Advancements in capsule technology encapsulation machines also make it easier to develop the product and deliver it in reduced timescales.

Gren: When rapidly developing a product for clinical trials, capsules avoid the issue of ensuring sufficient compactability for a coherent tablet to form and make it more straightforward to vary the dose. Additionally, a placebo is simple to create by filling identical capsules with an excipient, such as lactose, starch or cellulose.

Gren: The main limitation of capsules is their size, as higher doses of drugs require capsules that are relatively large. Fortunately, capsules are generally smooth with an elongated shape, so even larger capsule sizes are relatively easy to swallow compared with some traditional OSDs. However, certain patients perceive the larger capsules required for some multi-API drug products, or those with complex controlled release profiles, as difficult to swallow. This can create challenges in terms of patient compliance. To combat this, work is being done to advance formulation development in order to further reduce the size of capsules for complex drug products to help optimise patient comfort.

Another drawback is that, traditionally, capsules have been slightly more expensive to produce than tablets, which is due to the cost of the capsule shell and a slightly slower manufacturing process over tablets. However, capsule filling is gradually becoming more efficient and several steps in tablet manufacturing, such as granulation and coating, can be quite time-consuming. As a result, in a growing number of cases, capsules are becoming a more cost-efficient solution than tablets.

Dr Bhat: As with any dosage form there are benefits and drawbacks. For instance, there is currently no enteric capsule available in the market that can be directly targeted for intestinal drug release. Enteric capsules are the preferred choice for intestinal drug and functional excipient delivery. They are currently under development and will open huge avenues for the pharmaceutical industry.

Gren: A further issue is that capsules tend to be more sensitive to high temperature and higher moisture compared with tablets. However, this problem is being addressed with the advent of new capsule materials that are less susceptible to such challenges, helping to maximise shelf life.

Gren: We will see a continued process of shifting from gelatine to HPMC and other new capsule materials. This is due to the increasing adoption of vegetarian diets, as well as greater uptake in markets with hot and humid climates. As the shelf-life limits of capsules are being overcome with these new shell materials, we will see even broader use of capsules among all oral drugs. New types of drugs, such as oral vaccines, will also be formulated as capsules.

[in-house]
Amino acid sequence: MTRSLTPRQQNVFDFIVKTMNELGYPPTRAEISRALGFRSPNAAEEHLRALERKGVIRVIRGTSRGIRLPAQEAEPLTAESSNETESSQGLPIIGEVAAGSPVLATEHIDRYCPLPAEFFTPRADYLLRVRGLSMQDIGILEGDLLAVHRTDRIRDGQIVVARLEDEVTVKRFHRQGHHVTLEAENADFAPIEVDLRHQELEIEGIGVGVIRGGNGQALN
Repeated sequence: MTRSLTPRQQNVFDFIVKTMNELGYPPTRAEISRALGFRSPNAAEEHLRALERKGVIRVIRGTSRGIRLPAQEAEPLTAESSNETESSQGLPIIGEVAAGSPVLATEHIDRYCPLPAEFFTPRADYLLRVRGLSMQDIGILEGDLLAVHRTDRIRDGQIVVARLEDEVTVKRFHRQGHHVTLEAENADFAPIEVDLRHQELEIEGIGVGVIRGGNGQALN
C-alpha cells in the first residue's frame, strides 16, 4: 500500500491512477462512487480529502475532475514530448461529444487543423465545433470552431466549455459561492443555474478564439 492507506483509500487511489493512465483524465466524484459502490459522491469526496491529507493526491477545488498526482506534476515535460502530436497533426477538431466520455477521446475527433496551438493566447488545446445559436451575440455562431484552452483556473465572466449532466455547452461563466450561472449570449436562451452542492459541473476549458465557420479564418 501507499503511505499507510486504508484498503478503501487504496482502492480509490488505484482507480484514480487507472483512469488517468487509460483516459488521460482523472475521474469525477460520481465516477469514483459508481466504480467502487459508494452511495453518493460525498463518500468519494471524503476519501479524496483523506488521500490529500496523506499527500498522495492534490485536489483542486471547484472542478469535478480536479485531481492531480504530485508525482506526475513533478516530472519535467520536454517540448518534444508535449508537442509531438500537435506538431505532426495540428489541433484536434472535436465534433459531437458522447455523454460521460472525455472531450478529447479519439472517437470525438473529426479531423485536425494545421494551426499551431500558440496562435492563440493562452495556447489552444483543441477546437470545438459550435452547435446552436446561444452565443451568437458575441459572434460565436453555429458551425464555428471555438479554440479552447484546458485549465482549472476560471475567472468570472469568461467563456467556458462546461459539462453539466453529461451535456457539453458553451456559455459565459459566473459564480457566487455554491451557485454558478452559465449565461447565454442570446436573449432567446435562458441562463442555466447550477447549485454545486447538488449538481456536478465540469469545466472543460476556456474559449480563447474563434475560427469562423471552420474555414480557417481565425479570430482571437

There may also be growth in capsules for inhalation. We expect a steep increase in asthma and chronic obstructive pulmonary disease in low- and middle-income countries, which will lead to demand for cost-efficient inhalation medicine and inhalers. Dry powder inhalers using drug substance in capsules are relatively cost-efficient devices and the capsule filling is a simple process. We believe this represents an affordable solution for inhalation therapy.

Dr Bhat: Dry powder-inhalation drug delivery via hard capsules is being explored in new therapeutic segments including Parkinson's disease, migraine and cystic fibrosis. Various research universities are also working on biomolecule and vaccine delivery via inhalation capsules for the treatment of diseases such as cancers and tuberculosis, where the drug dose is reduced and efficacy is improved.

Gren: Despite facing challenges such as the trend towards injectable medicine, as more and more new drugs are biologics requiring injection, and the emergence of alternative means of drug manufacturing, such as three-dimensional (3D) printing, the patient convenience of capsules – combined with their unique controlled-release benefits – convinces me that there will be a strong need for capsules in the coming decades.

Torkel Gren is Senior Director, Technology Officer & Strategic Investments at Recipharm.

Dr Jnanadeva Bhat is Vice President – Formulation R&D (Pharma & Nutra) at ACG-Worldwide.

Hannah Balfour is the Science Writer for European Pharmaceutical Review.